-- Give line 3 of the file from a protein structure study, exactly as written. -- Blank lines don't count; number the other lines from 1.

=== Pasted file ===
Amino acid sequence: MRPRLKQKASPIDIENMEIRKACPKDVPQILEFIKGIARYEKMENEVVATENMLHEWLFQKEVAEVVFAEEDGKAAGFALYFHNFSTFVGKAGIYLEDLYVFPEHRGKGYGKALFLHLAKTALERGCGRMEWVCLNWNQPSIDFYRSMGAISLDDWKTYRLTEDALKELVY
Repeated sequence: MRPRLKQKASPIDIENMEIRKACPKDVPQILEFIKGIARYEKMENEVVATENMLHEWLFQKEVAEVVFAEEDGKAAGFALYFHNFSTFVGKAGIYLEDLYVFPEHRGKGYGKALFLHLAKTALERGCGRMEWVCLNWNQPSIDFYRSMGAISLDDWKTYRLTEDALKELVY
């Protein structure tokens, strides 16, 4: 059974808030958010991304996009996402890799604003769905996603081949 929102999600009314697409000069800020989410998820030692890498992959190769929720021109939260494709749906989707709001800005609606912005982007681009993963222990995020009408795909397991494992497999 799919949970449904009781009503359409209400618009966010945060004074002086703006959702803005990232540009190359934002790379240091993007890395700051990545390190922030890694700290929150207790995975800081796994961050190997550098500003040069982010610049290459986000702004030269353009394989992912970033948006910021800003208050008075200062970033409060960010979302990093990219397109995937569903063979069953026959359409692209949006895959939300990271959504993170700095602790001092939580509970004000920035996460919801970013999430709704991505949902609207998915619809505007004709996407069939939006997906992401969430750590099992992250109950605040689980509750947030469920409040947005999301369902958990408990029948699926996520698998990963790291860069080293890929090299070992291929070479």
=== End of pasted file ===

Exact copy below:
């Protein structure tokens, strides 16, 4: 059974808030958010991304996009996402890799604003769905996603081949 929102999600009314697409000069800020989410998820030692890498992959190769929720021109939260494709749906989707709001800005609606912005982007681009993963222990995020009408795909397991494992497999 799919949970449904009781009503359409209400618009966010945060004074002086703006959702803005990232540009190359934002790379240091993007890395700051990545390190922030890694700290929150207790995975800081796994961050190997550098500003040069982010610049290459986000702004030269353009394989992912970033948006910021800003208050008075200062970033409060960010979302990093990219397109995937569903063979069953026959359409692209949006895959939300990271959504993170700095602790001092939580509970004000920035996460919801970013999430709704991505949902609207998915619809505007004709996407069939939006997906992401969430750590099992992250109950605040689980509750947030469920409040947005999301369902958990408990029948699926996520698998990963790291860069080293890929090299070992291929070479």